“It’s an integrated approach that starts within the city about what’s critical and has the potential to impact not only the city, but the community,” Wolinski said.
The city then reaches out to coalition partners, such as the Roseville Chamber of Commerce, League of California Cities and Sacramento Area Council of Governments, to carry a stronger, unified voice to the state capitol.
Roseville’s government affairs efforts aren’t only about advocating on legislation, but about serving as a resource to educate decision makers about the real-life impacts of bills, Wolinski said.
The city is now viewed as a regional leader on the issue of stormwater permits following its advocacy against a draft issue of the permit by the California State Water Resources Control Board, which is issued every five years. As initially presented, Roseville’s cost would be $2.9 million — up from $800,000 — money that comes out of the general fund.
“Generally speaking, there was a huge amount of anxiety for cities and counties across California, including Roseville,” said Government Relations Analyst Sean Bigley.
The city formed a statewide coalition of 100 cities and counties on the stormwater issue, and when the permit was finalized earlier this year, the cost for Roseville was down to $1.5 million.
“So this is a tangible benefit to the work we’re doing,” Bigley said.
In the pipeline
The city points to its role in changing language in a new policy by the Federal Housing Finance Agency as another success. Under this policy, homes with a conservancy fee on the title would no longer be eligible for Fannie Mae or Freddie Mac, federal programs that provide financing for potential homebuyers.
This is an issue in the West Roseville Specific Plan, where lots of houses have conservancy fees on their titles, and the city was hearing from real estate agents that just the threat of this new policy made buyers reluctant. City staff traveled to Washington, D.C., to present legislators with information on what was happening on the ground, in the marketplace. The language was eliminated.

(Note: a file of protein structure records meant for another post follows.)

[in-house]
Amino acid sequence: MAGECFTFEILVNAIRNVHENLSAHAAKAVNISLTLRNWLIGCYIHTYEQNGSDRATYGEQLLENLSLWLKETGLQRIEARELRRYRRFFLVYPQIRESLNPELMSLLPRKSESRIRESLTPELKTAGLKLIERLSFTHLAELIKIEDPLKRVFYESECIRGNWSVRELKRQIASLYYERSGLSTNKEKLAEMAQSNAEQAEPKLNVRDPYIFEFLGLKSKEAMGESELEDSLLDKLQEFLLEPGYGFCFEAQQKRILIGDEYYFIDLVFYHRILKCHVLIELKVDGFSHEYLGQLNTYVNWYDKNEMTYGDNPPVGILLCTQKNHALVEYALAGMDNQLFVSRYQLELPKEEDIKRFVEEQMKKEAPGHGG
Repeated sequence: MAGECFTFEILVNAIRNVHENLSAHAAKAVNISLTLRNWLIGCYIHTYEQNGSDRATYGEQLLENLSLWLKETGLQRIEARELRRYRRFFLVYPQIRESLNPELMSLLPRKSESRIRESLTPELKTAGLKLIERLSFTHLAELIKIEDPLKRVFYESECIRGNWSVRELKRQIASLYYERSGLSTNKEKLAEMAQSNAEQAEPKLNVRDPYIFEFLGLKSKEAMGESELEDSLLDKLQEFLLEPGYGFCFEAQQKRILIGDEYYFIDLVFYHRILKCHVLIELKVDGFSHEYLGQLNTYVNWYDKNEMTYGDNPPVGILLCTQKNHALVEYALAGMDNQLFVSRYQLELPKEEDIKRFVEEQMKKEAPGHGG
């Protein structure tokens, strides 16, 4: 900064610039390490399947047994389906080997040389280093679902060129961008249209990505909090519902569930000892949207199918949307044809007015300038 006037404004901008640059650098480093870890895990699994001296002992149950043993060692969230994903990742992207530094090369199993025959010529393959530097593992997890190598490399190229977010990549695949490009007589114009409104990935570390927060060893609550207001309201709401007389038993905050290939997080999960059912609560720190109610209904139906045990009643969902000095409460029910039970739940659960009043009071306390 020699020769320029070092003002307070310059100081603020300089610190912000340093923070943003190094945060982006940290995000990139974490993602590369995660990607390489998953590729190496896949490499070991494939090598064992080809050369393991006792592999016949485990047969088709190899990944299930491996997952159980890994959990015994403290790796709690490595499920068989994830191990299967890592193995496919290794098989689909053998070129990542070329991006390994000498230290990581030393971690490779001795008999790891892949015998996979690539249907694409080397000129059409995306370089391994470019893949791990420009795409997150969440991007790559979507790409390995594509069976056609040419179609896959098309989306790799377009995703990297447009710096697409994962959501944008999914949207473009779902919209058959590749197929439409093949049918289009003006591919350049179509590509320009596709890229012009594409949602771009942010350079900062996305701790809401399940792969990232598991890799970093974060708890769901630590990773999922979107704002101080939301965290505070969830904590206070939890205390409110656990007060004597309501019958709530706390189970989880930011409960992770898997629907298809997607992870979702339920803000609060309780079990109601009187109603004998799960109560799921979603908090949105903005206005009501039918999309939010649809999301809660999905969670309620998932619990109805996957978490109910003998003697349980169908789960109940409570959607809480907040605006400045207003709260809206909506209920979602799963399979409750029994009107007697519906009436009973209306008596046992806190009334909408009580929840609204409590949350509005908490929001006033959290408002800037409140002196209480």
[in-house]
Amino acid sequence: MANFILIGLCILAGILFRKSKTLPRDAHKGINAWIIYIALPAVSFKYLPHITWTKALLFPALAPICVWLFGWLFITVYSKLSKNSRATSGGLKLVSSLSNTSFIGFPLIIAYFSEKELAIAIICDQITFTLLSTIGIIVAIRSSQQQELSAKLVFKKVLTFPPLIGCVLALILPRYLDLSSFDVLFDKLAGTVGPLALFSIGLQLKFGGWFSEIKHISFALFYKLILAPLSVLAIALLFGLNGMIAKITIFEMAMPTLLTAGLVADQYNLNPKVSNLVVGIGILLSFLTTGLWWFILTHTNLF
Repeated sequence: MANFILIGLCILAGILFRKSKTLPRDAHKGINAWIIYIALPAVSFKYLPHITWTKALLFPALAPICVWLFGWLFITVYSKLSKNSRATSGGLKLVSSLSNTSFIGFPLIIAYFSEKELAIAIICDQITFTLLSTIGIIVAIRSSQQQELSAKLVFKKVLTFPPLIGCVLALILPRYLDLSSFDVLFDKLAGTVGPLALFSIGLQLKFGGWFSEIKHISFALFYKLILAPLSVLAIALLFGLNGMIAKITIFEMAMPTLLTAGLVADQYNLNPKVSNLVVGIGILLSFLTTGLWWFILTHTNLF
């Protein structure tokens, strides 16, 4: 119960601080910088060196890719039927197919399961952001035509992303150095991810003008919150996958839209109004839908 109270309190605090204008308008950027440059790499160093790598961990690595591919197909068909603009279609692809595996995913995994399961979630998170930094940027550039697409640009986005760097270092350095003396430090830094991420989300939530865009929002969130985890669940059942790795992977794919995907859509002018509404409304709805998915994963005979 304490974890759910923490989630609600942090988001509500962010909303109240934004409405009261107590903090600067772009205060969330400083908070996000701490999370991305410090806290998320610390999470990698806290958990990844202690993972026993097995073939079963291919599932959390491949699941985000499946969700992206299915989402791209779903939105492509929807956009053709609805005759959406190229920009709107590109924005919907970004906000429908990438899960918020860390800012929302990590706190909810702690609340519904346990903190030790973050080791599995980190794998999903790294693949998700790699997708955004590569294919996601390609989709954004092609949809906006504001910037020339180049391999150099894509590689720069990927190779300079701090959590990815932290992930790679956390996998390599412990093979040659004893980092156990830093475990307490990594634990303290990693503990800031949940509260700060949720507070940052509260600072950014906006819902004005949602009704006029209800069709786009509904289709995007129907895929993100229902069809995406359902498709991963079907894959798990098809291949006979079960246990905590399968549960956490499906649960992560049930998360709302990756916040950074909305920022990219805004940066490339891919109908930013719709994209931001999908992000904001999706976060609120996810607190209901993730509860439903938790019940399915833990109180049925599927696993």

Also on the city’s radar is the federal government’s proposal to modify or do away with the federal tax-exempt status for municipal bonds, which provide financing for the construction of public infrastructure. Bonds already sold could be impacted, meaning Roseville would owe a higher debt service on these bonds, affecting the general fund.
Another big issue in the pipeline is the Bay Delta Conservation Plan — an administrative draft is expected to come out in mid-November with a six-month comment period to follow. The city is concerned about the impact of the plan on Folsom Lake Reservoir, which provides drinking water to 500,000 people in the region, including Roseville residents.
The communications and government affairs department developed an official position on Bay Delta issues.
“This is not a win-lose proposition,” Wolinksi said. “It’s being engaged in the process. You have to be at that table … there’s that saying, ‘If you’re not at the table, you’re on the menu.’”